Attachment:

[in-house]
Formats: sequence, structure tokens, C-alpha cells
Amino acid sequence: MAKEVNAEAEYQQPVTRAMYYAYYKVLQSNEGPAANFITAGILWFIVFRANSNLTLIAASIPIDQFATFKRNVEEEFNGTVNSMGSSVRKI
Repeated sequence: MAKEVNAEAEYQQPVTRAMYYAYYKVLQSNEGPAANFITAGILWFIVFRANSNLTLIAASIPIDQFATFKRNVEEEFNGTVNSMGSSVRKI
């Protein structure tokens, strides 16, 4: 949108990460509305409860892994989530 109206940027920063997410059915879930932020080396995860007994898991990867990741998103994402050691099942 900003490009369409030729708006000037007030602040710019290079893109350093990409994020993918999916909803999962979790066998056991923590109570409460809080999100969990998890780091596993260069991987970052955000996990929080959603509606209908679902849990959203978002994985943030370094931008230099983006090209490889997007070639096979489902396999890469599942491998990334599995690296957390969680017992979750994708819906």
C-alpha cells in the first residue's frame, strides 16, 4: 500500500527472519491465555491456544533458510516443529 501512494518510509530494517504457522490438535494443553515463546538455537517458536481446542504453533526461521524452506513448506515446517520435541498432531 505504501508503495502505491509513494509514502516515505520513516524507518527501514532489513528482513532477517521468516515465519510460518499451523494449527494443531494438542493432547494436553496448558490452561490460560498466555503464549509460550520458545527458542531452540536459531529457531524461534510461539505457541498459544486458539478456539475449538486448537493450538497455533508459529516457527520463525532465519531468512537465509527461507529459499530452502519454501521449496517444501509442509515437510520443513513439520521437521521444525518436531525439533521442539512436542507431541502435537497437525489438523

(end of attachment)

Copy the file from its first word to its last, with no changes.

[in-house]
Formats: sequence, structure tokens, C-alpha cells
Amino acid sequence: MAKEVNAEAEYQQPVTRAMYYAYYKVLQSNEGPAANFITAGILWFIVFRANSNLTLIAASIPIDQFATFKRNVEEEFNGTVNSMGSSVRKI
Repeated sequence: MAKEVNAEAEYQQPVTRAMYYAYYKVLQSNEGPAANFITAGILWFIVFRANSNLTLIAASIPIDQFATFKRNVEEEFNGTVNSMGSSVRKI
């Protein structure tokens, strides 16, 4: 949108990460509305409860892994989530 109206940027920063997410059915879930932020080396995860007994898991990867990741998103994402050691099942 900003490009369409030729708006000037007030602040710019290079893109350093990409994020993918999916909803999962979790066998056991923590109570409460809080999100969990998890780091596993260069991987970052955000996990929080959603509606209908679902849990959203978002994985943030370094931008230099983006090209490889997007070639096979489902396999890469599942491998990334599995690296957390969680017992979750994708819906």
C-alpha cells in the first residue's frame, strides 16, 4: 500500500527472519491465555491456544533458510516443529 501512494518510509530494517504457522490438535494443553515463546538455537517458536481446542504453533526461521524452506513448506515446517520435541498432531 505504501508503495502505491509513494509514502516515505520513516524507518527501514532489513528482513532477517521468516515465519510460518499451523494449527494443531494438542493432547494436553496448558490452561490460560498466555503464549509460550520458545527458542531452540536459531529457531524461534510461539505457541498459544486458539478456539475449538486448537493450538497455533508459529516457527520463525532465519531468512537465509527461507529459499530452502519454501521449496517444501509442509515437510520443513513439520521437521521444525518436531525439533521442539512436542507431541502435537497437525489438523